Rome's all-night party goes black
September 29, 2003
ROME — Rome's experiment with the idea of an all-night festival to
glamorize the benefits of urban living this weekend only served to
underscore some of the perils of city life.
In the middle of the round-the-clock cultural festivity,
intended to brighten up the streets of the capital throughout the
witching hours, all the lights went out.
Most people at first thought that the blackout, a result of a
nationwide power failure, was part of the fun.
"A big clamor went out as though people were asking 'who is the
joker that switched out the lights?' I thought it was part of the
long night," said Christophe Girard, the assistant mayor in charge
of culture in Paris, who attended the Rome event.
Rome Mayor Walter Veltroni borrowed the concept of the all-night
event from Paris Mayor Bernard Delanoe, who was stabbed and
seriously injured during the Paris festival a year ago.
Delanoe was also there at Veltroni's side. The openly gay mayor,
now recovered from his injuries after being attacked by a
homophobic assailant, had proposed an all-night festival for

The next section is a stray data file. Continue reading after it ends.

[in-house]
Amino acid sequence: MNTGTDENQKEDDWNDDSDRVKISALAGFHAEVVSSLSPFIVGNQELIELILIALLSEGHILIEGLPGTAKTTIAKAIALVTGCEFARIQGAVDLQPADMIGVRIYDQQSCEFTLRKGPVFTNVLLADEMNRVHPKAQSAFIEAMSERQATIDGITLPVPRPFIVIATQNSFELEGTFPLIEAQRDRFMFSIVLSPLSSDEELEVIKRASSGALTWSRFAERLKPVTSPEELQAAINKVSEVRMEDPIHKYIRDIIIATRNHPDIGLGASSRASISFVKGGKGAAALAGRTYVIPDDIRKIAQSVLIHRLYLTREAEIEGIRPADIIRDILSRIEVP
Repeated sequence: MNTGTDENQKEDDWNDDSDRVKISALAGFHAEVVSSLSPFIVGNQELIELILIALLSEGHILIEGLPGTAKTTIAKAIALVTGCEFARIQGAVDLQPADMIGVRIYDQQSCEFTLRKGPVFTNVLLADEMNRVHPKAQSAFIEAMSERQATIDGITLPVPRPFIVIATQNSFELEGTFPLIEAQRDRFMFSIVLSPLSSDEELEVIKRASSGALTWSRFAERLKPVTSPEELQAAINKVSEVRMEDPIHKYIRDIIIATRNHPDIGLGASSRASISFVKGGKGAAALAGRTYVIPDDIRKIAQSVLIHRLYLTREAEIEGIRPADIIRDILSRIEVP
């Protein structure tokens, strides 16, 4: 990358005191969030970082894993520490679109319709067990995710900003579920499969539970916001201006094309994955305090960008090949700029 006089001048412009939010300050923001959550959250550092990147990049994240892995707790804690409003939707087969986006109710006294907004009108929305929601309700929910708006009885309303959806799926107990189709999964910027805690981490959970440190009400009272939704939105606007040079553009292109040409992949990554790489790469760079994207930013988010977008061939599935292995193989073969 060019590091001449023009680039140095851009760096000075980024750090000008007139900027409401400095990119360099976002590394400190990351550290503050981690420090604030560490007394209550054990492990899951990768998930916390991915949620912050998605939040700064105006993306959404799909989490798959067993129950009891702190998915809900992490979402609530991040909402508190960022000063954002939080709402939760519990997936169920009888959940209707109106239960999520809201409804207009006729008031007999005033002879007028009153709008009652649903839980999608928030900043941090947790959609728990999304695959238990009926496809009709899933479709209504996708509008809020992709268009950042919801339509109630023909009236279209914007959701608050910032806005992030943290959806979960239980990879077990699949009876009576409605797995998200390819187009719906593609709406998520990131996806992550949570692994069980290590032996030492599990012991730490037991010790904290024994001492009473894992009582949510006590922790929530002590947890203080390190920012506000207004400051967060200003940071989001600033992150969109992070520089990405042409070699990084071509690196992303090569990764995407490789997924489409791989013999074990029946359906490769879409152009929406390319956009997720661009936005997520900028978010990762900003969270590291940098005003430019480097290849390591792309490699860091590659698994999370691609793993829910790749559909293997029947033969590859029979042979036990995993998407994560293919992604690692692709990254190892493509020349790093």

"lovers of freedom and pleasure" in an international city.
Veltroni also had proposed a night of fun and friendship, and
when darkness suddenly fell, no one at first seemed concerned.
"People thought the blackout was due to over-consumption because
of the long night, although the news that the whole country had
been plunged in darkness quickly circulated," Girard said.
"But it was a happy atmosphere, and there was general good
People continued to stroll in the darkened streets until five in
the morning amid the faint light of car headlights. The partying
continued in the Capitol, the town hall, where a generator provided
enough power to light two salons.
The mayor's office said at least a million people turned out for
the festival and despite the darkness, no major incidents were
Electricity was restored to the Italian capital shortly before
midday (1000 GMT), while power was restored to the northern cities
of Milan and Turin a few hours earlier.
The mammoth power outage caused havoc on public transport,
leaving up to 30,000 passengers blocked in trains, and passengers
trapped in the underground systems of Rome and Milan as escalators
ground to a halt.
French and Italian electricity officials said the outage had
been triggered by a sudden interruption on power lines from France,
caused by a storm. –Sapa-AFP